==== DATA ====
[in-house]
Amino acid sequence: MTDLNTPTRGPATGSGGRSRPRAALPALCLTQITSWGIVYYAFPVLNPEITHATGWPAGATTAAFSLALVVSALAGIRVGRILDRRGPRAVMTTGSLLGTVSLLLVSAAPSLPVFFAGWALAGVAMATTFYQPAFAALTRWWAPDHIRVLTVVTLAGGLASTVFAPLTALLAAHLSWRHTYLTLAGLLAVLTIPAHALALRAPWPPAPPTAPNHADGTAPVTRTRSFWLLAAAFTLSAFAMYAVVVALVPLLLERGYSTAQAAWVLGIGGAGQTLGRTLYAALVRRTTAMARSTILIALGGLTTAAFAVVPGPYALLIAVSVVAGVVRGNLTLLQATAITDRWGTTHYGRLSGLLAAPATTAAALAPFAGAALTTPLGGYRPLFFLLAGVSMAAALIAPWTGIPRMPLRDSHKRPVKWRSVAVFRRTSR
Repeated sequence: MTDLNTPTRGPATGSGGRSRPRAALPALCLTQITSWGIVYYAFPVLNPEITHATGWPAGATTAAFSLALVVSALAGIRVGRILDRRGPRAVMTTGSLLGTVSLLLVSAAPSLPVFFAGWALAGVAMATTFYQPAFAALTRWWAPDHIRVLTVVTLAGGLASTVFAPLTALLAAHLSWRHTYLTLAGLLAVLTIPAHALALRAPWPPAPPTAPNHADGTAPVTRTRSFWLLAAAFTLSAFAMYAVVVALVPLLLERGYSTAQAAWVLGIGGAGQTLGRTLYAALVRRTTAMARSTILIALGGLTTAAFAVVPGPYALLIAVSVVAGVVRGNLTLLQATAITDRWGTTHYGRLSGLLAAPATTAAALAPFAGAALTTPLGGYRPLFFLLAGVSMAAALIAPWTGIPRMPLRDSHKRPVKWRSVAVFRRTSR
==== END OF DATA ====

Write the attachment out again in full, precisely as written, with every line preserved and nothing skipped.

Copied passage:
[in-house]
Amino acid sequence: MTDLNTPTRGPATGSGGRSRPRAALPALCLTQITSWGIVYYAFPVLNPEITHATGWPAGATTAAFSLALVVSALAGIRVGRILDRRGPRAVMTTGSLLGTVSLLLVSAAPSLPVFFAGWALAGVAMATTFYQPAFAALTRWWAPDHIRVLTVVTLAGGLASTVFAPLTALLAAHLSWRHTYLTLAGLLAVLTIPAHALALRAPWPPAPPTAPNHADGTAPVTRTRSFWLLAAAFTLSAFAMYAVVVALVPLLLERGYSTAQAAWVLGIGGAGQTLGRTLYAALVRRTTAMARSTILIALGGLTTAAFAVVPGPYALLIAVSVVAGVVRGNLTLLQATAITDRWGTTHYGRLSGLLAAPATTAAALAPFAGAALTTPLGGYRPLFFLLAGVSMAAALIAPWTGIPRMPLRDSHKRPVKWRSVAVFRRTSR
Repeated sequence: MTDLNTPTRGPATGSGGRSRPRAALPALCLTQITSWGIVYYAFPVLNPEITHATGWPAGATTAAFSLALVVSALAGIRVGRILDRRGPRAVMTTGSLLGTVSLLLVSAAPSLPVFFAGWALAGVAMATTFYQPAFAALTRWWAPDHIRVLTVVTLAGGLASTVFAPLTALLAAHLSWRHTYLTLAGLLAVLTIPAHALALRAPWPPAPPTAPNHADGTAPVTRTRSFWLLAAAFTLSAFAMYAVVVALVPLLLERGYSTAQAAWVLGIGGAGQTLGRTLYAALVRRTTAMARSTILIALGGLTTAAFAVVPGPYALLIAVSVVAGVVRGNLTLLQATAITDRWGTTHYGRLSGLLAAPATTAAALAPFAGAALTTPLGGYRPLFFLLAGVSMAAALIAPWTGIPRMPLRDSHKRPVKWRSVAVFRRTSR